Cognitive Computing

Driving Cognitive Research in Johannesburg

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Nearly 100 years ago, IBM established its first operations in Africa, and began playing a vital role in the continent’s economic development – boosting the capabilities of its people and institutions through technical education, training, infrastructure, governance and scientific research.


From left to right, Pavan Kumar Rallabandi, Tapiwa Chiwewe, Solomon Assefa, Fungai Mandikuwaza, Precious Khuthadzo Razwiedane, Darlington Shingirirai Mapiye and Melvin Mathew Varughese (sitting) (Credit: Eyescape Corporate Photography)

In 2013, the company drove deeper into Africa opening its first research lab on the continent, in Nairobi, to develop breakthrough technologies and science, address national priorities and continental grand challenges, and foster a local innovation ecosystem.

Today, IBM is strengthening its commitment even further, cutting the ribbon on its second IBM Research lab on the continent, this time in South Africa. Researchers in this lab will explore the use of cognitive computing, the Internet of Things and Big Data to support South Africa’s national priorities, drive skills development and foster innovation-based economic growth.

As part of a 10-year investment program through South Africa’s Department of Trade and Industry and working closely with the Department of Science and Technology, the new research lab is based at the University of the Witwatersrand (Wits), in Braamfontein, Johannesburg. The school was recently ranked among the top 10 universities in emerging economies by the Times Higher Education World University Rankings.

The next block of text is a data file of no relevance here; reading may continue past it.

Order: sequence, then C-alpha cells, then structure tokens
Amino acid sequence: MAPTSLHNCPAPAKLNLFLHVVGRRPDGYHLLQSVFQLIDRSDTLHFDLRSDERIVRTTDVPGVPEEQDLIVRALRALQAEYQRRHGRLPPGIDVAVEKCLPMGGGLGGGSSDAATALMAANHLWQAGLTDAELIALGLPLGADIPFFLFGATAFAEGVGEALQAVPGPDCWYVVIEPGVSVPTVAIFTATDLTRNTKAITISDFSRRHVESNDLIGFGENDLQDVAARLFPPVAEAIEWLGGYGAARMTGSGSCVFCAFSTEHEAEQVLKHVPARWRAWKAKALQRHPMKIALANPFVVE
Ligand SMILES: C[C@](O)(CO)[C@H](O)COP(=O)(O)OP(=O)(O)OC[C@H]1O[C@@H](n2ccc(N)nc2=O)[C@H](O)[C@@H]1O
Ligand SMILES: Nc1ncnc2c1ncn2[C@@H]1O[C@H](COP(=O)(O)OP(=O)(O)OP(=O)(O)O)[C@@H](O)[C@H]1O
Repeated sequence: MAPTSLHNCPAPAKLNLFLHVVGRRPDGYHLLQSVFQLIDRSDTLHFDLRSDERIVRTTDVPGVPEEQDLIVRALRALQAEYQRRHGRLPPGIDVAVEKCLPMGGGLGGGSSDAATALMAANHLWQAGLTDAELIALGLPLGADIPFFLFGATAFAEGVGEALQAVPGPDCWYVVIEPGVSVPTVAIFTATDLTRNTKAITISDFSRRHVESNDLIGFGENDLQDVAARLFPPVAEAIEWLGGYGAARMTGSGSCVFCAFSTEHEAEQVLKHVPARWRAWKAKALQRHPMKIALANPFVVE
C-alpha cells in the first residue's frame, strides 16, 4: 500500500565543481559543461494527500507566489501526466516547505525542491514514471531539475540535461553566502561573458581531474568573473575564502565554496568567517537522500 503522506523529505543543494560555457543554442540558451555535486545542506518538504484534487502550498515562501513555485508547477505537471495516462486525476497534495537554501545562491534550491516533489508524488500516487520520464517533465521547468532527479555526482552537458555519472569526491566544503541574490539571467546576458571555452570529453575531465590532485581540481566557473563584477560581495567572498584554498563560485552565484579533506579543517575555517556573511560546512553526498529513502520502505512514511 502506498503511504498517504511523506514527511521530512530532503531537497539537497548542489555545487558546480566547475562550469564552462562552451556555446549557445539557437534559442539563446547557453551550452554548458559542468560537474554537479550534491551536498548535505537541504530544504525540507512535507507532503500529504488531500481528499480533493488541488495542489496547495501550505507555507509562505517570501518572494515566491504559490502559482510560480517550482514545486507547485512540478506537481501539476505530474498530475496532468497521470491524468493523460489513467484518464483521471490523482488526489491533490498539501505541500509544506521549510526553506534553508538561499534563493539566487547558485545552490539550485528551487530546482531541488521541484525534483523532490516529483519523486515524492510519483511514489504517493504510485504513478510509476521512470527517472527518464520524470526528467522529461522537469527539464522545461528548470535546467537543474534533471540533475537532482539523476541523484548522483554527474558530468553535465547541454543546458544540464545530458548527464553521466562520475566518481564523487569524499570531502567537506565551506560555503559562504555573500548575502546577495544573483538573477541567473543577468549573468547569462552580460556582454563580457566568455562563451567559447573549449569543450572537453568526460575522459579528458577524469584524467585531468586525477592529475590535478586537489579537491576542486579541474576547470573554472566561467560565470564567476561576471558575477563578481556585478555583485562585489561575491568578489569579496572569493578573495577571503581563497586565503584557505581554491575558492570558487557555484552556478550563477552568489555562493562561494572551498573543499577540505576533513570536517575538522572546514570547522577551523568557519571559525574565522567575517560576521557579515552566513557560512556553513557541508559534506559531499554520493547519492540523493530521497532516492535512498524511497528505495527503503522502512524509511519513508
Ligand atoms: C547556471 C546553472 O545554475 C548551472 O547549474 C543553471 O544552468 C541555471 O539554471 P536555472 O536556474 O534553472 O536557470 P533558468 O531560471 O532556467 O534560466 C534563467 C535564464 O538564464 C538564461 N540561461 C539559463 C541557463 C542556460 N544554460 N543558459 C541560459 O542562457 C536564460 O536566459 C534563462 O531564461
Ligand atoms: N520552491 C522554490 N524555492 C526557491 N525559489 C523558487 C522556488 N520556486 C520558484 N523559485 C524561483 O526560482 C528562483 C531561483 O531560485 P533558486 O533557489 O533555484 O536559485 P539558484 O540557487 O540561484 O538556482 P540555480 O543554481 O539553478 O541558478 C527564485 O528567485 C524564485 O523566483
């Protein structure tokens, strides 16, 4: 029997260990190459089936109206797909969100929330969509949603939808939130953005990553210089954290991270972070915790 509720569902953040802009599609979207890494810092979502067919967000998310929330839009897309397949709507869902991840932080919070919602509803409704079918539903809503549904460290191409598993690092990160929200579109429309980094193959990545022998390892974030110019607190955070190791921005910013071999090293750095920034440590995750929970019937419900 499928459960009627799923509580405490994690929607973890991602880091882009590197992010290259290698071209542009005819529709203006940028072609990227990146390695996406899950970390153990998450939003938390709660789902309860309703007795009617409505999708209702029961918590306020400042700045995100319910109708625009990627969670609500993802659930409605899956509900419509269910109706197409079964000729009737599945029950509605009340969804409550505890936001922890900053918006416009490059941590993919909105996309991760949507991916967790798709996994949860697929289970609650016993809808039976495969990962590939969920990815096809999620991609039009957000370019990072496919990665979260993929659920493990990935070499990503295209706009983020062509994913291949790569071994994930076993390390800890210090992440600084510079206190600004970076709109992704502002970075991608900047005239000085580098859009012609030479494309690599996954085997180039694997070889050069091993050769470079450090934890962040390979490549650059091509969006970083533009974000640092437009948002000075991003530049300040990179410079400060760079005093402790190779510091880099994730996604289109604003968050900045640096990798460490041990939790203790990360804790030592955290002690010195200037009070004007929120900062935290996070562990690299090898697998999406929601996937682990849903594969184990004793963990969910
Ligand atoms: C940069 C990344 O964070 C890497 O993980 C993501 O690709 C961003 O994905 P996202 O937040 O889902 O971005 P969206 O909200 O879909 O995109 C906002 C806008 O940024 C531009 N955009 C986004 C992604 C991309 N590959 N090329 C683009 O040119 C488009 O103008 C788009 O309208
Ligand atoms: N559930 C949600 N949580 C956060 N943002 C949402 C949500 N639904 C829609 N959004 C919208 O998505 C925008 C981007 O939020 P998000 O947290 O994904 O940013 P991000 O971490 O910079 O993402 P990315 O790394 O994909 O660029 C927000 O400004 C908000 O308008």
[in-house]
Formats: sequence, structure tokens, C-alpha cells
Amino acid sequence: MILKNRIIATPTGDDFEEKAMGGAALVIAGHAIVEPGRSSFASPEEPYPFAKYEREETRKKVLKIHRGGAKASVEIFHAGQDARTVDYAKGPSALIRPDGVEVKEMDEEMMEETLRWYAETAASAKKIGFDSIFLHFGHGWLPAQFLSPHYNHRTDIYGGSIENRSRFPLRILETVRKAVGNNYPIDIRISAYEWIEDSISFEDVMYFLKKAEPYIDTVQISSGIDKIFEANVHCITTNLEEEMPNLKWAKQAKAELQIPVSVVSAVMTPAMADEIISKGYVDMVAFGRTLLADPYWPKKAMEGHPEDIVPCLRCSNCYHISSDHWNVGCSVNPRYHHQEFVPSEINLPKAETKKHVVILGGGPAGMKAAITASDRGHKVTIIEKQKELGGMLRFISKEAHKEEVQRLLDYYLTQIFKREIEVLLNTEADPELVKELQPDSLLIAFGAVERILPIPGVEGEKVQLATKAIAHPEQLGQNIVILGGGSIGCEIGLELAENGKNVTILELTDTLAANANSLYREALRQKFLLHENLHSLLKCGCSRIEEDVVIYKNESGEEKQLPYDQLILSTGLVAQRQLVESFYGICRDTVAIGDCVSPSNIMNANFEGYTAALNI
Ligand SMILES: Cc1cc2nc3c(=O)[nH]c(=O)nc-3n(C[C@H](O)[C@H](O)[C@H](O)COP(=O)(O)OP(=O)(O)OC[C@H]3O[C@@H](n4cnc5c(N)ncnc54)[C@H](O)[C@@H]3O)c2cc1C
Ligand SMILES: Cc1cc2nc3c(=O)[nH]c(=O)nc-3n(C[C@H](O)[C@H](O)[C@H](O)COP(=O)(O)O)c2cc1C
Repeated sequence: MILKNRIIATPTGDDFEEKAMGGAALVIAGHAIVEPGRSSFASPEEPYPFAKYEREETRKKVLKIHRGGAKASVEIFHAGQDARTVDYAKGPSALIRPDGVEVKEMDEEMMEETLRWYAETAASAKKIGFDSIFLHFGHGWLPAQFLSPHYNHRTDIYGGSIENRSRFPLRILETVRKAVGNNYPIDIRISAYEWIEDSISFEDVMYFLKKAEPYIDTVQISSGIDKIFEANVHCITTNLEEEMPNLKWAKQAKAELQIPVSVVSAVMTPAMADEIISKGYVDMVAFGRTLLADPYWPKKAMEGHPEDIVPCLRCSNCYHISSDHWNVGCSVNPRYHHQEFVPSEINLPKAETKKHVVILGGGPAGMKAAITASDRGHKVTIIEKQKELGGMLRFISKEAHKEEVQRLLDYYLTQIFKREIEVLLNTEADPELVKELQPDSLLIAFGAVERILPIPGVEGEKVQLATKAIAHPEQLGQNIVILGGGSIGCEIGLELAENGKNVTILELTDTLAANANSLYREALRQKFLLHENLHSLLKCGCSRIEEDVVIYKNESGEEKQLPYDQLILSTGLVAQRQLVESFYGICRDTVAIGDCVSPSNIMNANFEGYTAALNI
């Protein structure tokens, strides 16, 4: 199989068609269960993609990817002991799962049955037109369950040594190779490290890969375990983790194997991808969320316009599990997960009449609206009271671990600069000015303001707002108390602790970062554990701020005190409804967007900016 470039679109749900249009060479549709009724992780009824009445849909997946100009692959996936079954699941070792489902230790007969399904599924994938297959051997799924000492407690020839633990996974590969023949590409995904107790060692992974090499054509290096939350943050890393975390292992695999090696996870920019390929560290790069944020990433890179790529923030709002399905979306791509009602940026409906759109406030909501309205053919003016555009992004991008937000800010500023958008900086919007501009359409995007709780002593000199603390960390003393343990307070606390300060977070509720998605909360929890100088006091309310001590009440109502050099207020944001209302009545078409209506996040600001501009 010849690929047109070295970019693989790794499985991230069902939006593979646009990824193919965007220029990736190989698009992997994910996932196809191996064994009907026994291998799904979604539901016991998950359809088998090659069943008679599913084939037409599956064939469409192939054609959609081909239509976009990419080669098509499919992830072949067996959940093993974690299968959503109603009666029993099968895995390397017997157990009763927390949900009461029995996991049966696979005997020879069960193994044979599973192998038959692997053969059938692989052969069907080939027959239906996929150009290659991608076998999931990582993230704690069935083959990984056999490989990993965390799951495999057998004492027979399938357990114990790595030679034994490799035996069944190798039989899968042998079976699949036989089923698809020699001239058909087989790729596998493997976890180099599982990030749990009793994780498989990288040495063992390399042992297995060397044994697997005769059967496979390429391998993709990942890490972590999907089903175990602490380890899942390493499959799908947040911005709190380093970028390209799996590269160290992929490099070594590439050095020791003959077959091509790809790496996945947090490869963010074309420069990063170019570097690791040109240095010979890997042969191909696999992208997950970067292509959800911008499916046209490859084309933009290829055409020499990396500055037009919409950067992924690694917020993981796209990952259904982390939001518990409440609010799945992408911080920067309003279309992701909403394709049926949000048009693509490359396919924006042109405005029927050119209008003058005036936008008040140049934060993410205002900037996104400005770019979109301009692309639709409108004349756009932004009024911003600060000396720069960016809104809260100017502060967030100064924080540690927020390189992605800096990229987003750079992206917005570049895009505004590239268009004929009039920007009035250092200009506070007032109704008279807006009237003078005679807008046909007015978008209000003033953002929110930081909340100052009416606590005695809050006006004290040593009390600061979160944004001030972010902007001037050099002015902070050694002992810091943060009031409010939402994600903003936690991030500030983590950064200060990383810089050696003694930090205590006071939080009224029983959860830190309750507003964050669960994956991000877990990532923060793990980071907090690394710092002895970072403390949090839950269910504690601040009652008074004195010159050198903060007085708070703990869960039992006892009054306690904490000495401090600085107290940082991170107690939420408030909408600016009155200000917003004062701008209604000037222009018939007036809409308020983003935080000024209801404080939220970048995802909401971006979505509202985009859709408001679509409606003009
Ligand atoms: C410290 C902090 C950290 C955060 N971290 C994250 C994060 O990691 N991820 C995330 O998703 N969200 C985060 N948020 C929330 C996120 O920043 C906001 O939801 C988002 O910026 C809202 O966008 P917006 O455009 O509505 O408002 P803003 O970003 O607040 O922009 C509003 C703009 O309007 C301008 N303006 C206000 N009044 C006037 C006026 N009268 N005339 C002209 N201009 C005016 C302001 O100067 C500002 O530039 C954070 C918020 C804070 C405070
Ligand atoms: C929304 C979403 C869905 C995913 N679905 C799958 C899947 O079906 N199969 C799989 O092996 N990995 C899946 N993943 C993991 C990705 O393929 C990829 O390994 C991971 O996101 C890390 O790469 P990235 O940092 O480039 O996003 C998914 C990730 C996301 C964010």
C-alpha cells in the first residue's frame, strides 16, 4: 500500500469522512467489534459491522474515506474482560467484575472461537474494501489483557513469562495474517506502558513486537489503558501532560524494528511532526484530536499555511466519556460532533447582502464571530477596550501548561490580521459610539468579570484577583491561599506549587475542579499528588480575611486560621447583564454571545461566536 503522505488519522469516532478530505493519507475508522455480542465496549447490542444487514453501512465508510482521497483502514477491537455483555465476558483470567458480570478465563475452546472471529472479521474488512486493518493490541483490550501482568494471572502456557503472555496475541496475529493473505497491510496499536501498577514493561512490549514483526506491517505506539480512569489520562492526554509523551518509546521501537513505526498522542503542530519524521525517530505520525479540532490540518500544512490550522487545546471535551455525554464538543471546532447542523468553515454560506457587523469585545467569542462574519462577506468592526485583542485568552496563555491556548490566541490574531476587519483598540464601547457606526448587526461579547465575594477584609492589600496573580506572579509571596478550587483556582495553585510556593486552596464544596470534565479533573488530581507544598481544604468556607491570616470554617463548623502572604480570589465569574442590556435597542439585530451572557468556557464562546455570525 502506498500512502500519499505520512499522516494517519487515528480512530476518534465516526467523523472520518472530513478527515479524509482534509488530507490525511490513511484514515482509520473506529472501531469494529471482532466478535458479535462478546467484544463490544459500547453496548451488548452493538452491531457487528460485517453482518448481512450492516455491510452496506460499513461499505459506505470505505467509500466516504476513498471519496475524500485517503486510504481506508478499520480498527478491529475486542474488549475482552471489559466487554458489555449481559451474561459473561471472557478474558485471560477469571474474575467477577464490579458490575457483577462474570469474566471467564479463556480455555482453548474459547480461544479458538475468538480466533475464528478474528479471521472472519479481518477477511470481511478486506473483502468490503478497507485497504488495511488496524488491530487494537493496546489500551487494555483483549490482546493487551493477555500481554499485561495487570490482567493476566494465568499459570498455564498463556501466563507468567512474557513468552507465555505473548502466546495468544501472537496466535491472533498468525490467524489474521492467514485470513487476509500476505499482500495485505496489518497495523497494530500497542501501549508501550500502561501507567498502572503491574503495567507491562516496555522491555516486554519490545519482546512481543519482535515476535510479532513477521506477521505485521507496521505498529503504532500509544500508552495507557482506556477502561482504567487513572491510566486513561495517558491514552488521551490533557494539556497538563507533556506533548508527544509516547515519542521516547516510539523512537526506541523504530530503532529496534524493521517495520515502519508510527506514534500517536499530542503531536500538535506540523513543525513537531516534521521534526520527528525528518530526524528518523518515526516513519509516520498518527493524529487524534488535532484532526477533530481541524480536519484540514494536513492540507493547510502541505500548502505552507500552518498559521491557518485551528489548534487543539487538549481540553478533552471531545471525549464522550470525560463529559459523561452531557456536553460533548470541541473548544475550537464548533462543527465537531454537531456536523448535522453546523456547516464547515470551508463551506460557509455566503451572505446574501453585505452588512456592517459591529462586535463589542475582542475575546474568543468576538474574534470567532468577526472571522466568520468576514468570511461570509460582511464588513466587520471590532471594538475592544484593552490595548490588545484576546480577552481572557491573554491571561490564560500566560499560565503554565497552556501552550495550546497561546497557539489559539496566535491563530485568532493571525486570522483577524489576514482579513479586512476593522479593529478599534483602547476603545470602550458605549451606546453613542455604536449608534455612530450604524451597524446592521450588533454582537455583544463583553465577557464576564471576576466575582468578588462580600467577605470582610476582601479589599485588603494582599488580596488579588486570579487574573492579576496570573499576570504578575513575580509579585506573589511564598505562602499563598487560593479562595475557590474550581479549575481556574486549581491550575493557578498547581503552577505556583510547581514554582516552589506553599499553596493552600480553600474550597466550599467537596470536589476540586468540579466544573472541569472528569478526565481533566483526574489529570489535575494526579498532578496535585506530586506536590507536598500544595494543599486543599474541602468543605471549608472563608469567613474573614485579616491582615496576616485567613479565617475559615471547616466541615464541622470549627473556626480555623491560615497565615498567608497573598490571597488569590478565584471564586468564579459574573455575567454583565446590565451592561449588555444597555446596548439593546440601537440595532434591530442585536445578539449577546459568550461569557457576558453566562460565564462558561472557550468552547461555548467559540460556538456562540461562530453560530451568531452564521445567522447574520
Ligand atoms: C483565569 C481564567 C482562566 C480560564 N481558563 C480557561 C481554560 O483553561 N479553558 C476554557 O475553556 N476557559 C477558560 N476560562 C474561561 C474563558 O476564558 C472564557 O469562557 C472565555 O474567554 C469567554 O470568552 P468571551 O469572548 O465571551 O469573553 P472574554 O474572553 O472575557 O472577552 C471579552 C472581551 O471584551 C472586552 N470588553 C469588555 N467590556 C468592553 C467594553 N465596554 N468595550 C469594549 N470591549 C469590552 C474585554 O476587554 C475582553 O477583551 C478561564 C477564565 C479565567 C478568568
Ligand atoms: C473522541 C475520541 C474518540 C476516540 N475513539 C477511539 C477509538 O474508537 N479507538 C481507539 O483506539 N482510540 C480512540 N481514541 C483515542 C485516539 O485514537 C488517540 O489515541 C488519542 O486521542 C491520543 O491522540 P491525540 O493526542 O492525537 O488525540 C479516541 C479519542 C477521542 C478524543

Braamfontein has long been considered an inner city neighborhood in Johannesburg, but we recognized a transformation taking place. Just a year ago, the area was barren and neglected; today, it’s already much more lively with beautiful buildings coming up and streets cleaned up. By making the decision to plant our roots in Braamfontein’s Tshimologong Precinct, I believe that we, along with our partners at Wits, can catalyze a technology revolution in the city and inspire startups to take root and sprout.

The lab’s three key focus areas will provide wide-ranging opportunities for academic and industry partnerships while addressing South Africa’s biggest challenges: data driven healthcare, digital urban ecosystems and exploring the universe. About a dozen projects are already underway ranging from Tuberculosis tracking, traffic optimization, wildfire risk assessment, and even a partnership with NASA to analyze millions of radio signals from outer space to detect terrestrial interference.

I want people to come into IBM Research – Africa in South Africa and feel surprise and wonder at the unexpected uniqueness of our environment. Our goals are to develop new technologies, advance science, publish, keynote conferences, and unearth discoveries. In doing so, we will embody the long-standing tradition of restless reinvention at IBM, and make a positive difference for the country, the continent and beyond.

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